Fans of Rolling Stone financial writer and Wall Street critic Matt Taibbi are in for a treat.
Taibbi calls it Libor's twin brother. This in reference to the monumental Libor scandal—involving some $500 trillion of financial instruments—that revolved around the manipulation of interest rates.
Here's a snippet of what Taibi has written in his newest article:
Word has leaked out that the London-based firm ICAP, the world's largest broker of interest-rate swaps, is being investigated by American authorities for behavior that sounds eerily reminiscent of the Libor mess. Regulators are looking into whether or not a small group of brokers at ICAP may have worked with up to 15 of the world's largest banks to manipulate ISDAfix, a benchmark number used around the world to calculate the prices of interest-rate swaps.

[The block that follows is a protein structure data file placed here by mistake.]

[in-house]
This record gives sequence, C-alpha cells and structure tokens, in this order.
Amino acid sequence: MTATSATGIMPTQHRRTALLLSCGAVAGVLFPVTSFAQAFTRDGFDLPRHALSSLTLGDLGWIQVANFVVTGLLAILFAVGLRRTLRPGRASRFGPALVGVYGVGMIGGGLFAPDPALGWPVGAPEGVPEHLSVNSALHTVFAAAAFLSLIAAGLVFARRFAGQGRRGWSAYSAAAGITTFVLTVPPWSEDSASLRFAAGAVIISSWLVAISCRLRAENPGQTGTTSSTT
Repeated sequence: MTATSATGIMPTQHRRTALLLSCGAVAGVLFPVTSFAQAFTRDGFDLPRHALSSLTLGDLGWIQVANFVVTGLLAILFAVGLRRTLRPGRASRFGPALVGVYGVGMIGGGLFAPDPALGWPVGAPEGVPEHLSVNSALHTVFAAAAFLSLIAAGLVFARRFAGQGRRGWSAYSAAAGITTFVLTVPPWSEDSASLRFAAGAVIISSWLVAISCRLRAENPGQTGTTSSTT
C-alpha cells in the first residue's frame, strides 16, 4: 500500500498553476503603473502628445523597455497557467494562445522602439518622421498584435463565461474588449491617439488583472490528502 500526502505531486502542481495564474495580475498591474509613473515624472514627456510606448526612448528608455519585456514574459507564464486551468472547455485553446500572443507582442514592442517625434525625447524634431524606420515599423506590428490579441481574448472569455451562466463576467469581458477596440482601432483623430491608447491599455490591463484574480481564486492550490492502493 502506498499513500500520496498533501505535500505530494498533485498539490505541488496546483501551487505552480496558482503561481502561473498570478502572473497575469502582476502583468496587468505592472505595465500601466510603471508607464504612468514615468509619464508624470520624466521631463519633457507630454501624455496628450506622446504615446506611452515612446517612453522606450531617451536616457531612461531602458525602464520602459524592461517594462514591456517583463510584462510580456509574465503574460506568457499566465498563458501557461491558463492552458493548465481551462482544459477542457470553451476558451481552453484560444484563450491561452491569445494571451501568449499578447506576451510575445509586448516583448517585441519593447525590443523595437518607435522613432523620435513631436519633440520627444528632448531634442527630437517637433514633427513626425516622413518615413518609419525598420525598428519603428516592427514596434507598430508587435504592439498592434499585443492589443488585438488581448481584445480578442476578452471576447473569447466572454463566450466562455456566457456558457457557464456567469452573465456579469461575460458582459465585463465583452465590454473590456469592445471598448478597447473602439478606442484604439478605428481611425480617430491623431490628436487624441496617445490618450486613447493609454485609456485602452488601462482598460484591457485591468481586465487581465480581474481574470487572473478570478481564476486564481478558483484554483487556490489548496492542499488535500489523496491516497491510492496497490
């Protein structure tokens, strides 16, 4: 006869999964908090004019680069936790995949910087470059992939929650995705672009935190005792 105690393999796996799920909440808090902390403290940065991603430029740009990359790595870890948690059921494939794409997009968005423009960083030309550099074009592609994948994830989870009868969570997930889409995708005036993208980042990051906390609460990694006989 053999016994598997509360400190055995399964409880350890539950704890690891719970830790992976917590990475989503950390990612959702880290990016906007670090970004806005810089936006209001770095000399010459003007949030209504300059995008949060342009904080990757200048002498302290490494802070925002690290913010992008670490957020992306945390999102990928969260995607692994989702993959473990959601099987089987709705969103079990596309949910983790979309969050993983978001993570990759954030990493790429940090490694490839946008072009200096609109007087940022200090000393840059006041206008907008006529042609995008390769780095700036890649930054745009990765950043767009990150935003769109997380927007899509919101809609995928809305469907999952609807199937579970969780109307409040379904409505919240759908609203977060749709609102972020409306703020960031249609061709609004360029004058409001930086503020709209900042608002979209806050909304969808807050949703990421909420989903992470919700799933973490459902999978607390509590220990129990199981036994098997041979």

Interest-rate swaps are a tool used by big cities, major corporations and sovereign governments to manage their debt, and the scale of their use is almost unimaginably massive. It's about a $379 trillion market, meaning that any manipulation would affect a pile of assets about 100 times the size of the United States federal budget.